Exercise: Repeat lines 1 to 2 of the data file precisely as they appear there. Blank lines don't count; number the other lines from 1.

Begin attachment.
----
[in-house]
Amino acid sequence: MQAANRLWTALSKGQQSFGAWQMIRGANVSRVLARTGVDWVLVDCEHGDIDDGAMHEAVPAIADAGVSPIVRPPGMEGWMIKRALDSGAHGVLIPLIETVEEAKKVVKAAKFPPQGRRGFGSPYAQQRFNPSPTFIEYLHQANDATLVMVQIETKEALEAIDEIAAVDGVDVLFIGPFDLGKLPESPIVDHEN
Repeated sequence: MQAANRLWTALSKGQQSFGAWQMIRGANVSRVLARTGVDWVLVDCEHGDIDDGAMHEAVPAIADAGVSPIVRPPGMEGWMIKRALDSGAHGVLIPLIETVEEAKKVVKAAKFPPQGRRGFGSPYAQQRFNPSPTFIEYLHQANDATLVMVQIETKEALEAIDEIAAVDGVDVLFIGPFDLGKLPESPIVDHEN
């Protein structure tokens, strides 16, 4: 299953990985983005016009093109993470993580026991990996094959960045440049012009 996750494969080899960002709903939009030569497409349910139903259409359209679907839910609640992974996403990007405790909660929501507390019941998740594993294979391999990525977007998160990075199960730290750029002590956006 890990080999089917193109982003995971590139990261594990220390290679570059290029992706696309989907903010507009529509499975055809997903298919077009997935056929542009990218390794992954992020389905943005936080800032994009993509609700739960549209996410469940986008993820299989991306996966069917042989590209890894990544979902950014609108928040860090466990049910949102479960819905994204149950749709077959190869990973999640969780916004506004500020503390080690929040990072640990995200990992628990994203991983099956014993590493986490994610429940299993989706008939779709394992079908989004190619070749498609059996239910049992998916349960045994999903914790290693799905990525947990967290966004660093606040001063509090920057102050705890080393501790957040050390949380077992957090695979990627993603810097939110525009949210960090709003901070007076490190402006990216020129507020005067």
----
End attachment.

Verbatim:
[in-house]
Amino acid sequence: MQAANRLWTALSKGQQSFGAWQMIRGANVSRVLARTGVDWVLVDCEHGDIDDGAMHEAVPAIADAGVSPIVRPPGMEGWMIKRALDSGAHGVLIPLIETVEEAKKVVKAAKFPPQGRRGFGSPYAQQRFNPSPTFIEYLHQANDATLVMVQIETKEALEAIDEIAAVDGVDVLFIGPFDLGKLPESPIVDHEN